Antidepressants balance chemicals within brain that control depression and anxiety. For some with depression, these drugs can easily improve a chemical imbalance.
Anyone who has used antidepressants for more than six-weeks are more inclined to have withdrawal symptoms once they halt the drugs.
Individuals taking antidepressants should not quit “cold turkey.” Stopping abruptly tosses the brain into a situation of imbalance that may be more serious than earlier. The resulting problems are generally psychological and physical.
Medical experts frequently refer to withdrawal from antidepressants as “discontinuation syndrome.” The reason being “withdrawal syndrome” implies a dependency exists, and antidepressants are believed to be non-habit-forming. Discontinuation syndrome and withdrawal both identify the identical results caused by stopping antidepressants.
Some medical professionals consider “discontinuation” undermines the severe effects of stopping antidepressants.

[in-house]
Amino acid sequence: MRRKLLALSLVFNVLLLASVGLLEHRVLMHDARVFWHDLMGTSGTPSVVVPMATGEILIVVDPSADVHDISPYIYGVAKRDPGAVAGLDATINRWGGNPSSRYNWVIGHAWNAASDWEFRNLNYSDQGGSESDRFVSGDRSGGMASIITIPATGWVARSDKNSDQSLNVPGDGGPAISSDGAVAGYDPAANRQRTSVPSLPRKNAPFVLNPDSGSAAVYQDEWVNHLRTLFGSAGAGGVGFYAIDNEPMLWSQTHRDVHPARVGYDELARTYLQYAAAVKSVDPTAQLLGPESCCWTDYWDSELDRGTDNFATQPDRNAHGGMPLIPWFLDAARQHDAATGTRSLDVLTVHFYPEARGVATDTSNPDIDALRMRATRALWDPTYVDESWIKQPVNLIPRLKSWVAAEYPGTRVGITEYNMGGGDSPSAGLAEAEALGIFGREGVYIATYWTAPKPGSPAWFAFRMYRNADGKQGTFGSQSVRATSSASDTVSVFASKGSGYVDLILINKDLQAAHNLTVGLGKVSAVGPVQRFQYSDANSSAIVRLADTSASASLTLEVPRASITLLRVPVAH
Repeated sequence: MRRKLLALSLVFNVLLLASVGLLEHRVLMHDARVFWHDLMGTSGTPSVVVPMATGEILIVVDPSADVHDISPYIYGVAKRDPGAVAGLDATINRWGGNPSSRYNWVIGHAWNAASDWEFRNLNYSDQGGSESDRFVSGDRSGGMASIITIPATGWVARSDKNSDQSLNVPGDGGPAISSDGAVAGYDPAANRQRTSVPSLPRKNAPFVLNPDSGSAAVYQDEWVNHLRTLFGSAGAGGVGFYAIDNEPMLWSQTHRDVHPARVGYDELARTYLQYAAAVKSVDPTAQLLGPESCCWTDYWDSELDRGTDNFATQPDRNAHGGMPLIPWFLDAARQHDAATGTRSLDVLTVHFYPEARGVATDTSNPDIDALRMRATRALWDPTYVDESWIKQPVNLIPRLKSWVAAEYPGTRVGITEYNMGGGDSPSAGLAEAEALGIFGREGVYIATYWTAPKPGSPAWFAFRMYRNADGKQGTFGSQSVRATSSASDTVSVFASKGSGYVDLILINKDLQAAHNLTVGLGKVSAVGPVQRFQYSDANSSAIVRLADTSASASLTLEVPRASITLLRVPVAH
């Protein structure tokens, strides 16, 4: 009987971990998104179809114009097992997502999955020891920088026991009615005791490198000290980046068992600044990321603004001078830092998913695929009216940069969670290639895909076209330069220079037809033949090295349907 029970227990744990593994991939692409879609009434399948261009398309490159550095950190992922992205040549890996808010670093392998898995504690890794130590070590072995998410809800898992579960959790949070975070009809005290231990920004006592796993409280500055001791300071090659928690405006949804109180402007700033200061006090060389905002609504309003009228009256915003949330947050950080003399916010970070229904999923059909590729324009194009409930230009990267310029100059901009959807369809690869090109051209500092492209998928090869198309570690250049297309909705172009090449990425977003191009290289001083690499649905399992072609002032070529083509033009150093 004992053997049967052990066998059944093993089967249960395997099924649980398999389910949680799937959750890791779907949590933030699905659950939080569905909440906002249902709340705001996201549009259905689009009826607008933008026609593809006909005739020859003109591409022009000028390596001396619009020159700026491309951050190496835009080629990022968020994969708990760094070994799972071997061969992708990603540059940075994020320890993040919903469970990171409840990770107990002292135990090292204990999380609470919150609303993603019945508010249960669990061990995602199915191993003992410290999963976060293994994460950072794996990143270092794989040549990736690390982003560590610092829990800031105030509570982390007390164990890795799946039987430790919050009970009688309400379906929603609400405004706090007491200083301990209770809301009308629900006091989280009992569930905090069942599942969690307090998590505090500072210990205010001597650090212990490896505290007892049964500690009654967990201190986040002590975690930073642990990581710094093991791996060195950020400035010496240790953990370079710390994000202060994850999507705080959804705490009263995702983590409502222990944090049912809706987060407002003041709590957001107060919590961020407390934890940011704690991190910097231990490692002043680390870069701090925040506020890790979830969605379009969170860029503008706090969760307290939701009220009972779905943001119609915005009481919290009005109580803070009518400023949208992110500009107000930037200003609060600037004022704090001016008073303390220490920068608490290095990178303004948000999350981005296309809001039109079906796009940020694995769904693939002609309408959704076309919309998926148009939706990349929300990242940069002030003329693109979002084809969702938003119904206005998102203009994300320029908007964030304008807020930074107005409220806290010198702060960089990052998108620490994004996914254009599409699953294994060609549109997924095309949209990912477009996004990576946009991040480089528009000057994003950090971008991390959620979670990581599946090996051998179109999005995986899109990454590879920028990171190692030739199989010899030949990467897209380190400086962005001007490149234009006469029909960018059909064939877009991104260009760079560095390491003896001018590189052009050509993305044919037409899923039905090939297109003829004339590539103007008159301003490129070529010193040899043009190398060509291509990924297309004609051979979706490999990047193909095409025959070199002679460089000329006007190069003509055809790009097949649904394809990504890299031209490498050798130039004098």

Stopping antidepressants may yield symptoms much like benzodiazepine withdrawal. Though, withdrawal from antidepressants may be less extreme. The longer somebody takes antidepressants, the more serious their symptoms tend to be.
A number of symptoms from stopping antidepressants can consist of:
- Panic attacks
- Vivid dreams
Many people stopping antidepressants also have encountered a sensation known as “brain zaps.” A brain zap is usually an electric, shock-like sensation in the brain.
Individuals stopping antidepressants, particularly teenagers, might be susceptible to suicidal thoughts and activities. Anyone opting to stop taking antidepressants should first talk to a doctor.
Withdrawal or Relapse Depression?
Suddenly discontinuing antidepressants may result in rebound depression, or symptoms coming back even stronger than before. Rebound depression is an indicator of withdrawal and gradually goes away. Not everybody encounters rebound depression.
Many individuals who stop taking antidepressants relapse into a depressive state which isn’t a symptom of withdrawal. People who relapse into depression are often put back on their medication before they make an effort to stop again. It may be hard to know the difference in depression brought on by withdrawal or relapse.
Medical professionals can help you figure out the difference between withdrawal symptoms and a return of depression.